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Fortnight For Freedom: Pope Gregory XVI

Fortnight For Freedom 2015

Out of the Roman States, there is no country where I am Pope except the United States.

Pope Gregory XVI

Pope Gregory XVI was a complicated man.  In 1839 he issued a papal bull condemning both the slave trade and slavery.  He also opposed railroads in the Papal States, calling them chemins d’enfer, “roads to hell” a pun on the French for railroad, chemin de fer,  “iron road”.  He feared that they would lead to more commerce, a larger middle class, and the growth of liberal revolutionary movements that would topple papal secular government.  In the wake of the French Revolution of 1830, the Papal States had been convulsed with revolutionary republican movements initiating a guerrilla war, the papacy calling in Austrian troops to defeat them.

In Europe Republicanism tended to be anti-clerical, and Pope Gregory set his face like flint against these movements, behaving like a reactionary of the deepest hue, opposing the slightest political change, fearing that such changes would inevitably lead to persecution of the Church.  In Europe he was largely correct in his analysis, at least in the short term, but when he looked at the United States, he saw something different.

There a Republican government persecuted the Church not at all and allowed the Church to manage her affairs as the Pope saw fit.  As the quote at the beginning of this post indicates, this gave the Pope far more power than he had elsewhere except for the Papal States, including countries where Catholicism was the state religion with Catholic monarchs who never ceased to attempt to control the Church in their domains.  Perhaps to the surprise of the Pope, his bishops reported that the Church was growing swiftly in the United States, with a steady stream of  converts, the Church proving to be a strong competitor in the free market of religions that existed in the United States.

Pope Gregory took a keen interest in evangelizing the United States and established new bishoprics there.  He was no fan of new-fangled Republics, to say the least, but the United States was different:  a free land where the Church was also free.

It is the difference that Pope Gregory saw when he looked at the United States that we fight to preserve today, against the tendency of government to seek to regulate and control aspects of  Church activities for cheap political gain.  Pope Gregory pray for us!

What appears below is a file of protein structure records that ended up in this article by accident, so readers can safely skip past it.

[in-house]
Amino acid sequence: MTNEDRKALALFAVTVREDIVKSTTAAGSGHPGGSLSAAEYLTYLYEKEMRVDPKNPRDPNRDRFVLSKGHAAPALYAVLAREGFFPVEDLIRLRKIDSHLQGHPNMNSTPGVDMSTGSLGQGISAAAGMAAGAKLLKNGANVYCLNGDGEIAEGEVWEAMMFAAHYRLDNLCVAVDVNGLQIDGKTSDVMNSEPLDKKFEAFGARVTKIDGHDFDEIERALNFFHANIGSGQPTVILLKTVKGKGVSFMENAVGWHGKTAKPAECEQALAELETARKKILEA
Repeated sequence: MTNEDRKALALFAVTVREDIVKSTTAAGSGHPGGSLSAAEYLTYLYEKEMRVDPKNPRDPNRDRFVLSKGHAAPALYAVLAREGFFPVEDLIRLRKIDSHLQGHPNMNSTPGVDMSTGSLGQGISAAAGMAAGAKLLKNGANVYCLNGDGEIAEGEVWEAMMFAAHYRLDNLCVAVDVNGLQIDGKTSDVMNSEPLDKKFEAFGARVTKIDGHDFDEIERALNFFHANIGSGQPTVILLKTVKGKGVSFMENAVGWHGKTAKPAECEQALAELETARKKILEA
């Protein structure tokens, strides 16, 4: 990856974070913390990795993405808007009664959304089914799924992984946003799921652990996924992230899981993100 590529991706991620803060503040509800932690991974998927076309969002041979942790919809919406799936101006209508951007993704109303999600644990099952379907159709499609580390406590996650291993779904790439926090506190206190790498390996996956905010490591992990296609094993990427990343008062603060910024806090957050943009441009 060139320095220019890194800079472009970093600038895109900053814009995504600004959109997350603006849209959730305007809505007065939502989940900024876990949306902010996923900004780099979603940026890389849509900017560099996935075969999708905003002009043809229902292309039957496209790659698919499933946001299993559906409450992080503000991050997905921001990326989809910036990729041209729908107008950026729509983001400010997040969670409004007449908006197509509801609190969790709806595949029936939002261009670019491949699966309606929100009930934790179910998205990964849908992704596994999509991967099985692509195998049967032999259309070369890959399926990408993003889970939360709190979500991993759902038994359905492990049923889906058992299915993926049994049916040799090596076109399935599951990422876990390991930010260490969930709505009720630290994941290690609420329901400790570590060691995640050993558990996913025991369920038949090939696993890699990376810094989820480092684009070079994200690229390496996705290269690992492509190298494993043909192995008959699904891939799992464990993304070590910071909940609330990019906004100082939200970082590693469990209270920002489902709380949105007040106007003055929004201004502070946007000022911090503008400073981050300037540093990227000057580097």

Gregor_XVI__Litho

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Donald R. McClarey

Cradle Catholic. Active in the pro-life movement since 1973. Father of three and happily married for 35 years. Small town lawyer and amateur historian. Former president of the board of directors of the local crisis pregnancy center for a decade.

12 Comments

  1. The French Revolution and freemasonry set in place the machinations seen through Western Europe over the past two hundred years. Both were anti-Catholic to the core. they infected formerly Catholic states. Portugal and Spain avoided the Reformation but could not avoid what was to come. In Italy a strong nationalist movement took place that was also anti-clerical. It was ultimately successful and Rome, which was under the temporal power of the Pope for more than a millenia, became the Italian capital and the Popes shuttered themselves inside the Vatican until the concordat with Mussolini in the 1920s.

    The Catholic Church has always had its enemies in the USA. Most of them were Protestants. The church survived that challenge, but today in the face of rampant secularism and a popular culture that is nothing if not disgusting, the Church has grown weak and accomodating, at least in its hierarchy.

  2. . Excellent piece. Against railroads but I’m betting he would be for air conditioning advertising unlike you know who…LS sect.55. 260 people died this week in Karachi according to yesterday’s NY Times…from not having air conditioning as it reached 111 F.

  3. And Bill there were power outages there too, and I suppose that was caused by the northern vs southern colonization and theft of resources drivel, etc. Blame free enterprise.

  4. At last I know.
    I am named after my maternal grandfather, Donald Vincent Piper, who was from Cornwall, but of Scottish descent, his ancestors having been forcibly moved from Scotland by the English during the 17th. century land clearances. His family, the Pipers, were the official pipers of the highlander McDonald clan – a fact that Pop Piper used to enthrall us with, and his stories of Flora McKenzie and so on, when I was a kid.

    How much more “Donald” do you need to be? 🙂

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